RMIT FactLab is committed to fighting the viral spread of misinformation and disinformation that can harm people and undermine democratic processes. We aim to improve the community’s understanding of false information through research and by equipping people with the skills to assess the accuracy of information for themselves.
FactLab’s team includes experienced journalists and researchers who are trained in traditional and digital fact-checking methods. Our work undergoes a rigorous process, with fact check articles scrutinised, cross-checked and challenged before publication.
We do not seek to influence voters or push an agenda. We do not speculate on the motives of those who might get it wrong, and we are not interested in “gotcha” journalism. We simply follow the facts, no matter where they lead.
FactLab’s fact-checking team monitors the news media as well as social media platforms such as Facebook, Instagram, Twitter and TikTok to identify potentially problematic content that is suitable for fact-checking or analysis. We also consider submissions from the public. When deciding what to fact check we are guided by the following questions:
Can the content that is being presented as fact be verified with trusted sources of information?
Is the content spreading far and fast?
Is the topic relevant to a broad audience?
What is the potential community harm if the content is left unchecked?
We prioritise content that has the potential to harm people’s health, safety and financial well-being, as well as content that undermines democratic processes, such as inaccurate information about voting in elections and referendums.
We do not hyperlink to an offending post and we take care not to amplify misinformation that has reached very few people.
Our researchers use traditional journalistic skills as well as online tools to mine Open Source Intelligence (OSINT). Open Source Intelligence is information drawn from publicly available material, such as data contained in GPS systems or web archives.
Our research involves checking information against publicly available data and consulting experts. Each fact check is given a verdict and reviewed by a senior journalist who scrutinizes all sources to make sure the article is consistent with the data and the verdict is justified.
We assess social media posts that are publicly available. We do not contact individuals who post content, we simply rate their posts as they stand.
RMIT FactLab is one of many fact-checking organisations globally who work with digital platforms to help slow the spread of misinformation that circulates in the form of text, photos and videos.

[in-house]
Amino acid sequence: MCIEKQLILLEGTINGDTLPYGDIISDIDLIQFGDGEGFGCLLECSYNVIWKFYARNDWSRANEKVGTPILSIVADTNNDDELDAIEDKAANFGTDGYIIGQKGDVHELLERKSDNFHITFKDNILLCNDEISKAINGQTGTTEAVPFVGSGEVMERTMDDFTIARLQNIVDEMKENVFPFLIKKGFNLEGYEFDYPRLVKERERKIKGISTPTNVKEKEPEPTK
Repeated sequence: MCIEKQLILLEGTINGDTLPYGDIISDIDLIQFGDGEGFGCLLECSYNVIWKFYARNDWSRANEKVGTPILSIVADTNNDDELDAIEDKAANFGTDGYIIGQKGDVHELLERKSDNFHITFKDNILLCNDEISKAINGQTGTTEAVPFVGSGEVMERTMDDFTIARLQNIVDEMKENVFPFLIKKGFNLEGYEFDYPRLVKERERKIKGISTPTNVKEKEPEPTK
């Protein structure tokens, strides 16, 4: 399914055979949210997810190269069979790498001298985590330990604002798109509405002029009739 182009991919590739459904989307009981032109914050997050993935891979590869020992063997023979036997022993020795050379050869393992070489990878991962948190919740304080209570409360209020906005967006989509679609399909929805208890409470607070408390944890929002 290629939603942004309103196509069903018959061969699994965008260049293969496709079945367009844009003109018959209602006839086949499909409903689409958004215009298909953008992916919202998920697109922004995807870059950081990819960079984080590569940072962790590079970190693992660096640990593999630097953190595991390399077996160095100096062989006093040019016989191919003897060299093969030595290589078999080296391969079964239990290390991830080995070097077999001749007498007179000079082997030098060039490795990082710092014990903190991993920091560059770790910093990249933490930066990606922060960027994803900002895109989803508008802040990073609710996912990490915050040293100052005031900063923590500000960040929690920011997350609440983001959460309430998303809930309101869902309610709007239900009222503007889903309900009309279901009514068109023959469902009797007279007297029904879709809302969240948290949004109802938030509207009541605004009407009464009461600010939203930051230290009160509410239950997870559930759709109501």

Since March 2022 RMIT FactLab has worked in partnership with Meta as a third-party fact-checker assessing potential misinformation on Facebook and Instagram.
Under the partnership, RMIT FactLab independently identifies potential misinformation and disinformation on Facebook and Instagram. We review the content, check the facts and rate its accuracy. You can read more about the ratings here.
Once our research is complete we write fact check articles which are published here. Meta’s technology helps to downrank or ‘grey-out’ social media posts that RMIT FactLab identifies as false. This means problematic content features less prominently in people’s feeds, thereby limiting its spread. Facebook and Instagram users who share, or seek to share, content that has been debunked by FactLab will be alerted to our fact check article so they can read it.
RMIT FactLab does not remove any posts from Meta’s platforms. Meta removes posts from its platforms if the content breaches Meta’s community standards.
RMIT FactLab retains total independence and control over the third-party fact-checking process. That means Meta has no control over what we choose to fact check, the way we fact check it, what we write, and the rating we apply to the content. Meta does not see our fact check articles before they are published on the RMIT FactLab site.
All appeals against ratings are handled by RMIT FactLab. We aim to publish any corrections or clarifications promptly.
Meta's website provides comprehensive information about the third-party fact-checking program including how ratings are applied and enforced, and how to resolve disputes.
Acknowledgement of Country
RMIT University acknowledges the people of the Woi wurrung and Boon wurrung language groups of the eastern Kulin Nation on whose unceded lands we conduct the business of the University. RMIT University respectfully acknowledges their Ancestors and Elders, past and present. RMIT also acknowledges the Traditional Custodians and their Ancestors of the lands and waters across Australia where we conduct our business - Artwork 'Luwaytini' by Mark Cleaver, Palawa.
Acknowledgement of Country
RMIT University acknowledges the people of the Woi wurrung and Boon wurrung language groups of the eastern Kulin Nation on whose unceded lands we conduct the business of the University. RMIT University respectfully acknowledges their Ancestors and Elders, past and present. RMIT also acknowledges the Traditional Custodians and their Ancestors of the lands and waters across Australia where we conduct our business.